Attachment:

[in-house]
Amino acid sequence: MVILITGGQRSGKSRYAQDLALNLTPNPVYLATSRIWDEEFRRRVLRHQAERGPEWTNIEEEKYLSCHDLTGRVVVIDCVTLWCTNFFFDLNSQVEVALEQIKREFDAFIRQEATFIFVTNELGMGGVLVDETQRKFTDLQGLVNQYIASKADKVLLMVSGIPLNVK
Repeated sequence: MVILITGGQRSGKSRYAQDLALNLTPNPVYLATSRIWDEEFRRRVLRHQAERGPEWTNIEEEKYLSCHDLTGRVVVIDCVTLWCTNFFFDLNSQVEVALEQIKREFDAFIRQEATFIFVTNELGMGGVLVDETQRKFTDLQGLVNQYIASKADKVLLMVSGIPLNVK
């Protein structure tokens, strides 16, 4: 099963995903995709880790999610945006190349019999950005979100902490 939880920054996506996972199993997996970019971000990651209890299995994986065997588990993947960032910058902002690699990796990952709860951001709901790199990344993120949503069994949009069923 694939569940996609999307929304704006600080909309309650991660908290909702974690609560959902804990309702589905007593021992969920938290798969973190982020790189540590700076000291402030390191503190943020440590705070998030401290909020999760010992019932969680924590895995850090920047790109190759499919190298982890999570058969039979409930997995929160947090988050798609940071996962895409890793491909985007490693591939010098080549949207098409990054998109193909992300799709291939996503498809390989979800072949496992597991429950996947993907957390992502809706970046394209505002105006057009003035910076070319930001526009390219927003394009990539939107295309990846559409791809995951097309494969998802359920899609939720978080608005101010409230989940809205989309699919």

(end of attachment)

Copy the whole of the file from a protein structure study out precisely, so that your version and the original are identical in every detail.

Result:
[in-house]
Amino acid sequence: MVILITGGQRSGKSRYAQDLALNLTPNPVYLATSRIWDEEFRRRVLRHQAERGPEWTNIEEEKYLSCHDLTGRVVVIDCVTLWCTNFFFDLNSQVEVALEQIKREFDAFIRQEATFIFVTNELGMGGVLVDETQRKFTDLQGLVNQYIASKADKVLLMVSGIPLNVK
Repeated sequence: MVILITGGQRSGKSRYAQDLALNLTPNPVYLATSRIWDEEFRRRVLRHQAERGPEWTNIEEEKYLSCHDLTGRVVVIDCVTLWCTNFFFDLNSQVEVALEQIKREFDAFIRQEATFIFVTNELGMGGVLVDETQRKFTDLQGLVNQYIASKADKVLLMVSGIPLNVK
């Protein structure tokens, strides 16, 4: 099963995903995709880790999610945006190349019999950005979100902490 939880920054996506996972199993997996970019971000990651209890299995994986065997588990993947960032910058902002690699990796990952709860951001709901790199990344993120949503069994949009069923 694939569940996609999307929304704006600080909309309650991660908290909702974690609560959902804990309702589905007593021992969920938290798969973190982020790189540590700076000291402030390191503190943020440590705070998030401290909020999760010992019932969680924590895995850090920047790109190759499919190298982890999570058969039979409930997995929160947090988050798609940071996962895409890793491909985007490693591939010098080549949207098409990054998109193909992300799709291939996503498809390989979800072949496992597991429950996947993907957390992502809706970046394209505002105006057009003035910076070319930001526009390219927003394009990539939107295309990846559409791809995951097309494969998802359920899609939720978080608005101010409230989940809205989309699919």